MONDAY, JULY 30th, 2012
Review by: Matthew Joel Phillips
Photos by Micah Gummel
Fredericton, NB CANADA
Monday night was alright for headbangin’ in Atlantic Canada’s mecca for metal (Moncton, NB) with the return of Slash to the hub city roughly 25 years after his former band Guns ‘N’ Roses opened there for The Cult in 1987.
Returning as an established solo artist, Slash and his band “The Conspirators” (featuring Myles Kennedy of Alter Bridge on vocals and Canadian Todd Kerns on bass) filled CasinoNB to capacity and the crowd never stopped rockin’ for 3 straight hours.
Tickets for the general admission show went on sale roughly 4 months in advance and quickly sold out. Another block of 120 tickets (and then another smaller block of 30) were released by promoter Sonic concerts later in the summer, and were also quickly snatched up.
Every summer Moncton plays host to the biggest outdoor concerts in Atlantic Canada drawing huge crowds for the likes of U2, Faith Hill and AC/DC . While epic and a once-in-a-lifetime events, the nasty stories of hour long waits for the Porta Potty, mud pits up to your knees, $6 bottles of water and drowning rain have kept me away from these shows. Instead, I’ve kept returning to Moncton to see much smaller shows in a much different environment at the new Casino, just off the highway as you enter Moncton.
This was my first time attending a general admission show at CasinoNB which — for previous concerts The Beach Boys and INXS — were sit-down affairs. With the chairs and bleachers removed it looks like they were able to cram in at least 800-1000 more screaming fans and the atmosphere was considerably more exciting.
CasinoNB is a great indoor venue, and free of chairs it felt like a giant club, minus the choking smoke and shitty sound of your typical bar. The CasinoNB theatre has great sound and carpeted floors (much appreciated after 2 hours of slamming around) and two big screens that flank the stage with live footage during each show.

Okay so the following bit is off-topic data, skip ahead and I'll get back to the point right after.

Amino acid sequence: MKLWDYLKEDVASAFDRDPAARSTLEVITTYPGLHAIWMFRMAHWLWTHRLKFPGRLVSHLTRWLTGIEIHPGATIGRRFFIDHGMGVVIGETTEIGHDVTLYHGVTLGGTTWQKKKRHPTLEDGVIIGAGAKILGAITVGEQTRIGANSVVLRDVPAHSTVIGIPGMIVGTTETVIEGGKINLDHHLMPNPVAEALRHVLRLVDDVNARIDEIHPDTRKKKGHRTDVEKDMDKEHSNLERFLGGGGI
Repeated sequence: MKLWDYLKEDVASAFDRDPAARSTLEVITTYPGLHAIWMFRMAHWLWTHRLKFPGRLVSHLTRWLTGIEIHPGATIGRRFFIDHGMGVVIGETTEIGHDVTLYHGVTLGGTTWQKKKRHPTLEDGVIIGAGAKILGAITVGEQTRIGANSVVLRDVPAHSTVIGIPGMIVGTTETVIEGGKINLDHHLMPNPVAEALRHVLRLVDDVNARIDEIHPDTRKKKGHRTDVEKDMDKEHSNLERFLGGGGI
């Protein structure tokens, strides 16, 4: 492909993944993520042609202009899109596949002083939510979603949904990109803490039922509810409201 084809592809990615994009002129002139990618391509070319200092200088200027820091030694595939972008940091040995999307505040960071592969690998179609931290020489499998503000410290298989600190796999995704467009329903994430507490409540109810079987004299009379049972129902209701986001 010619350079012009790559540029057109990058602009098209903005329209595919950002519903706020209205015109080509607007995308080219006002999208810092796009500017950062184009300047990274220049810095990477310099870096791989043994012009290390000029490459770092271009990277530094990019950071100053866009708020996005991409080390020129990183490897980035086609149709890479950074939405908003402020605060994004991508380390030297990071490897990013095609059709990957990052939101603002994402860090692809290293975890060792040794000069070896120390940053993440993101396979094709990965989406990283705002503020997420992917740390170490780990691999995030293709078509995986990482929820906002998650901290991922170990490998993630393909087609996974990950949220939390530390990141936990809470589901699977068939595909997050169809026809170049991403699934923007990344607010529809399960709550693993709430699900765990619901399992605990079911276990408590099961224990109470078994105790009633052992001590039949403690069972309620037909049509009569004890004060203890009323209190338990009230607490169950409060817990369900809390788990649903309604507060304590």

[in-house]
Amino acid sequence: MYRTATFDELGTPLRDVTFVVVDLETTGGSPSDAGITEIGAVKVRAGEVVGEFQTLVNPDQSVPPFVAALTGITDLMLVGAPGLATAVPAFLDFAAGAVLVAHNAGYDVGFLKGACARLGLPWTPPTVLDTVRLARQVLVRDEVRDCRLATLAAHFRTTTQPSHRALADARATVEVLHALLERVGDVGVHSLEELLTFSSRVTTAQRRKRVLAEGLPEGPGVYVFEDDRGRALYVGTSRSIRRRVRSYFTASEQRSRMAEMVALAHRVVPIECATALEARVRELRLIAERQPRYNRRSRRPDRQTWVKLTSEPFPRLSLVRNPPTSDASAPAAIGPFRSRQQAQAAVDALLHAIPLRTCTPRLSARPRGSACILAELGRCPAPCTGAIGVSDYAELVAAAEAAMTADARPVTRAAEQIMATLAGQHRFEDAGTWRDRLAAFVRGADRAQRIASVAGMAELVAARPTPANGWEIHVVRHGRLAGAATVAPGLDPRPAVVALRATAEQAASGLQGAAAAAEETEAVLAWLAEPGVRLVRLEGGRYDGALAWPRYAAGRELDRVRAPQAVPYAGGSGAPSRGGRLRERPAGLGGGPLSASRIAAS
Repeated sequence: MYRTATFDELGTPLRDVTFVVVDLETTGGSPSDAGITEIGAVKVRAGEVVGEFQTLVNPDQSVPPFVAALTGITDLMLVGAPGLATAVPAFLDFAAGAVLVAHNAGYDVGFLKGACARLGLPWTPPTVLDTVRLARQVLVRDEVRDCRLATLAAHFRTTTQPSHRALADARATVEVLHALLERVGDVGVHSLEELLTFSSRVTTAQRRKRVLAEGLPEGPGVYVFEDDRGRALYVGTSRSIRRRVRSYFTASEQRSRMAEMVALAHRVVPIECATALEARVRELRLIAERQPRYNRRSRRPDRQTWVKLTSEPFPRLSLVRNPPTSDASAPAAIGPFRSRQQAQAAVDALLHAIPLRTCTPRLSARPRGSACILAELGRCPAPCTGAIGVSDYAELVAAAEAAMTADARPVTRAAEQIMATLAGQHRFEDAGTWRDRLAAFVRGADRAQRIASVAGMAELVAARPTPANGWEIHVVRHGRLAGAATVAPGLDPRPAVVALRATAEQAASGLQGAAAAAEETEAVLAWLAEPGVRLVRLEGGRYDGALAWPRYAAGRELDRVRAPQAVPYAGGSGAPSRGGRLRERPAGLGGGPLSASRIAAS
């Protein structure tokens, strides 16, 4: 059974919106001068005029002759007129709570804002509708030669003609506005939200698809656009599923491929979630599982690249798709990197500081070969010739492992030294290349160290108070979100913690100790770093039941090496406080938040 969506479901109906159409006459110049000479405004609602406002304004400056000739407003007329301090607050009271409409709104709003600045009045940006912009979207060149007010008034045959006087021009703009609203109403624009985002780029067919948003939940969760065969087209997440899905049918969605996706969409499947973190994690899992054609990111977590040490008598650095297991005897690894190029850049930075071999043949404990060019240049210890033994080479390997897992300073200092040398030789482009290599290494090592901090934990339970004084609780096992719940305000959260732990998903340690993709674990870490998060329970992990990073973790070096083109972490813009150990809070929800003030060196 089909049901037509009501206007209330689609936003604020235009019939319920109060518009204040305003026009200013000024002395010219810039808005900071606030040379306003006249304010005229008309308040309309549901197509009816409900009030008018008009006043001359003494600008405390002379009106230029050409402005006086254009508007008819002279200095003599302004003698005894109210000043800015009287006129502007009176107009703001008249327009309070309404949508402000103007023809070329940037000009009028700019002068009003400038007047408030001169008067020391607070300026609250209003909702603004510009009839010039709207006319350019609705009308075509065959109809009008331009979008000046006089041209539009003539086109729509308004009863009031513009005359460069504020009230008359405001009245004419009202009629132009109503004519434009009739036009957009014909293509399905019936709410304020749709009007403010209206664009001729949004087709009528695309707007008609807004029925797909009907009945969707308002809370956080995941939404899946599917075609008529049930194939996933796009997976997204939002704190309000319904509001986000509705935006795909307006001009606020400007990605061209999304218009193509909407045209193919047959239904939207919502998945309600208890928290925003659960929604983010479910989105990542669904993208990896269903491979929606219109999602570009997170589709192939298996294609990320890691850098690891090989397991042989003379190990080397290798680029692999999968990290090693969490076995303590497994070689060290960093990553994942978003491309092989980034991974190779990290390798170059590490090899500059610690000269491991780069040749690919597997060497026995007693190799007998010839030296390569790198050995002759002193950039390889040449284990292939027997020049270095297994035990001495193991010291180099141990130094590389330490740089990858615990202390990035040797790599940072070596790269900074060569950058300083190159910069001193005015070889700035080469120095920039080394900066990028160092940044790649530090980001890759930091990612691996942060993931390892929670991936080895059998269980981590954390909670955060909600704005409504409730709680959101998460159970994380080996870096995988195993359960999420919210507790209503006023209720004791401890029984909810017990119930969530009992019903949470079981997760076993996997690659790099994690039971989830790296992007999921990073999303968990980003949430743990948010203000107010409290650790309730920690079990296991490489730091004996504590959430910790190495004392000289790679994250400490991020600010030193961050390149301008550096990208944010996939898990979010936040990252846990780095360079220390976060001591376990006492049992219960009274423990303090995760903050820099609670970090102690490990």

After making a purchase at the merch table (a custom Slash tin with 6 picks), I got in line around 5:30pm and waited until 7pm for the doors to open with the others diehards who were already ahead of me. Black “Slash” hoodies + t-shirts sold for $70 and $35 respectively, and I saw a few younger fans plop down the $100+ for the combo. I would have bought a T-shirt myself, but instead I wore a free T-shirt that came in the mail with Slash’s new record.
Speaking with fans in the lineup, many had waited decades to see Slash, and it’s no question that Moncton loves its metal bands.I noticed a lot more security for this show, at 3 different entry points, with body searches and metal detectors. The security I talked to were all very friendly and they let me pass through the hallways of the Casino (even though you were supposed to make your way outside to get from one end to the other).
I stood in line at the entrance to stage right where — I was informed by some female fans who had “done their homework” — Slash was going to be standing all night. The doors opened right at 7pm and the quick rush inside put me about 4 people back from the stage.
Standing not far from me was a gigantic boy of maybe 19 or 20, who stood at least 6.5 ft tall and hopefully didn’t hear the extremely rude comments being slung his way for blocking people’s views. They had nothing to complain about compared to the father/son combo standing directly in front of me. The son was all of 9 years old and sporting his own Slash-inspired hat. A guy in a tank top to my left had a dark tattoo of Slash on his right shoulder.
Monster Truck from Hamilton, ON opened the show at 8:15pm. Formed in 2009, the 4-piece (guitar, bass, drums, synthesizer) sounds like a dirty mix of Wolfmother, AC/DC and Lynyrd Skynyrd (which is curious as none of those bands are listed as “Influences” on their Facebook page).
You can download Monster Truck’s 4-song album “The Brown EP” for free from their website, and to my best recollection they played all 4 songs live, plus 2 or 3 others.
Once Slash hit the stage, he was wearing one of Monster Truck’s T-shirts, a “DON’T FUCK WITH THE TRUCK” classic black tee with white lettering.
Slash and his conspirers hit the stage right at 9pm with “Halo” — the 6th track on their recent “Apocalyptic Love” album — a song about throwing down your halo and living for the moment. “Halo” has a slow intro, and it’s not what I would have chosen for an opening number, but the separation of guitar and then bass and drums probably makes it a good choice for the soundman to get things just right. The opening number was ultimately forgotten in a flurry of camera phones as soon as Slash hit the stage, and most of us were so stunned to see Slash in person it didn’t matter what song they were playing.